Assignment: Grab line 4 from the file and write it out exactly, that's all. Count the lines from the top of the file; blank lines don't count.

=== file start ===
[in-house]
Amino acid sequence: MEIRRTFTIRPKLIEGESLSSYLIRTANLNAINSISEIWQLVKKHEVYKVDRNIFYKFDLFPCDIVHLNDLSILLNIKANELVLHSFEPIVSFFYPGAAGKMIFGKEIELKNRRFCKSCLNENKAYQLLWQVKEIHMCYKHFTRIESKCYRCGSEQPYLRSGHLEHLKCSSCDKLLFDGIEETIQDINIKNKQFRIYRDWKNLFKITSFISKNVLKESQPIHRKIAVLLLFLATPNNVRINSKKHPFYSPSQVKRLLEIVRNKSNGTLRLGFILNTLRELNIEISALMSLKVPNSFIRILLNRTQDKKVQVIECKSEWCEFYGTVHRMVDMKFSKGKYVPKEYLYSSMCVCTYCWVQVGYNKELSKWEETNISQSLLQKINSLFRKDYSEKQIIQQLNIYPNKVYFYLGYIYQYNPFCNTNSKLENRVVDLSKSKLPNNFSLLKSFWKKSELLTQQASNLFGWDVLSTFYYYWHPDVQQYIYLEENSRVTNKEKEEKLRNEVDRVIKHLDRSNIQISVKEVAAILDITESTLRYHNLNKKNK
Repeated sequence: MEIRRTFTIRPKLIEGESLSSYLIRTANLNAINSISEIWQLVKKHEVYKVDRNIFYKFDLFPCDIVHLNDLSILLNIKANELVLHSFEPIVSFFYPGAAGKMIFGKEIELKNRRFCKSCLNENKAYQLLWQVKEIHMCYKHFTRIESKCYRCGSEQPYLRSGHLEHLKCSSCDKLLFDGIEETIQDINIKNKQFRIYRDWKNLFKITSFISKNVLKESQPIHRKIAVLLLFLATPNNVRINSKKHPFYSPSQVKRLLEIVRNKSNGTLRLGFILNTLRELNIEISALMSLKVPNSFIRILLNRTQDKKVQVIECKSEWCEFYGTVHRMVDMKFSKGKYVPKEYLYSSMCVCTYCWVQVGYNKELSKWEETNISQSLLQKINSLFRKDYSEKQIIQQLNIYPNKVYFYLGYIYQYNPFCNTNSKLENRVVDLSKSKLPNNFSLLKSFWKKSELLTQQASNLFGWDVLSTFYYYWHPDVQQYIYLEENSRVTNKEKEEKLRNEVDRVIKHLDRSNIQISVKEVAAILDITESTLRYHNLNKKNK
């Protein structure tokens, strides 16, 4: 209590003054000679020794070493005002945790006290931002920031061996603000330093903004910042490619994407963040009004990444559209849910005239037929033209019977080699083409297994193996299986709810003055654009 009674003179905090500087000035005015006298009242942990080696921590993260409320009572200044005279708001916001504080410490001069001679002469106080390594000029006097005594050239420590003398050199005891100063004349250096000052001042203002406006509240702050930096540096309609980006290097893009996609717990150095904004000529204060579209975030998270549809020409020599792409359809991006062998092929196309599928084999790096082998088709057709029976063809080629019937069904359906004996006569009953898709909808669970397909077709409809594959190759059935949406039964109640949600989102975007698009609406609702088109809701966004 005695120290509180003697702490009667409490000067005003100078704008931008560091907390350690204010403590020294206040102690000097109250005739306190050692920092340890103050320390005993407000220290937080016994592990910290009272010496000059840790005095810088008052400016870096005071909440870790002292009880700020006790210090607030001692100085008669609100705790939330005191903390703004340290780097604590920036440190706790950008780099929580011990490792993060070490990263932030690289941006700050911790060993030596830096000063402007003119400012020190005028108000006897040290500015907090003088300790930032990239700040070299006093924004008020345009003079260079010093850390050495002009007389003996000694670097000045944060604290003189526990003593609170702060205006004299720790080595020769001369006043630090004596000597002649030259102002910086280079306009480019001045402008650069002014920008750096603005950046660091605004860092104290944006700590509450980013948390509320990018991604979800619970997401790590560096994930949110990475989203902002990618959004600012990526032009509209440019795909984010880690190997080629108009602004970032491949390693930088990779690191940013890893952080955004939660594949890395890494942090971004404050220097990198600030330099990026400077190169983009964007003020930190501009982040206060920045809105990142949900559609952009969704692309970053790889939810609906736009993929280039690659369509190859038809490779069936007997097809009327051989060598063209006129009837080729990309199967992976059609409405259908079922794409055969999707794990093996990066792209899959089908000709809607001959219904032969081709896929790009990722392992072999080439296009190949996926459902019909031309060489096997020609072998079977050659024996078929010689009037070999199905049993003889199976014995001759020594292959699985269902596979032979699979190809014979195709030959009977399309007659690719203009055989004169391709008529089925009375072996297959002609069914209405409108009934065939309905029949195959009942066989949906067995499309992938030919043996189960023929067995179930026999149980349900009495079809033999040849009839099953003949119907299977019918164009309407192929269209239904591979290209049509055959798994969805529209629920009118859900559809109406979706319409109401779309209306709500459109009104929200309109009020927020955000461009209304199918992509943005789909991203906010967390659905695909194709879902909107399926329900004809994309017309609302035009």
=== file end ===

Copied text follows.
């Protein structure tokens, strides 16, 4: 209590003054000679020794070493005002945790006290931002920031061996603000330093903004910042490619994407963040009004990444559209849910005239037929033209019977080699083409297994193996299986709810003055654009 009674003179905090500087000035005015006298009242942990080696921590993260409320009572200044005279708001916001504080410490001069001679002469106080390594000029006097005594050239420590003398050199005891100063004349250096000052001042203002406006509240702050930096540096309609980006290097893009996609717990150095904004000529204060579209975030998270549809020409020599792409359809991006062998092929196309599928084999790096082998088709057709029976063809080629019937069904359906004996006569009953898709909808669970397909077709409809594959190759059935949406039964109640949600989102975007698009609406609702088109809701966004 005695120290509180003697702490009667409490000067005003100078704008931008560091907390350690204010403590020294206040102690000097109250005739306190050692920092340890103050320390005993407000220290937080016994592990910290009272010496000059840790005095810088008052400016870096005071909440870790002292009880700020006790210090607030001692100085008669609100705790939330005191903390703004340290780097604590920036440190706790950008780099929580011990490792993060070490990263932030690289941006700050911790060993030596830096000063402007003119400012020190005028108000006897040290500015907090003088300790930032990239700040070299006093924004008020345009003079260079010093850390050495002009007389003996000694670097000045944060604290003189526990003593609170702060205006004299720790080595020769001369006043630090004596000597002649030259102002910086280079306009480019001045402008650069002014920008750096603005950046660091605004860092104290944006700590509450980013948390509320990018991604979800619970997401790590560096994930949110990475989203902002990618959004600012990526032009509209440019795909984010880690190997080629108009602004970032491949390693930088990779690191940013890893952080955004939660594949890395890494942090971004404050220097990198600030330099990026400077190169983009964007003020930190501009982040206060920045809105990142949900559609952009969704692309970053790889939810609906736009993929280039690659369509190859038809490779069936007997097809009327051989060598063209006129009837080729990309199967992976059609409405259908079922794409055969999707794990093996990066792209899959089908000709809607001959219904032969081709896929790009990722392992072999080439296009190949996926459902019909031309060489096997020609072998079977050659024996078929010689009037070999199905049993003889199976014995001759020594292959699985269902596979032979699979190809014979195709030959009977399309007659690719203009055989004169391709008529089925009375072996297959002609069914209405409108009934065939309905029949195959009942066989949906067995499309992938030919043996189960023929067995179930026999149980349900009495079809033999040849009839099953003949119907299977019918164009309407192929269209239904591979290209049509055959798994969805529209629920009118859900559809109406979706319409109401779309209306709500459109009104929200309109009020927020955000461009209304199918992509943005789909991203906010967390659905695909194709879902909107399926329900004809994309017309609302035009």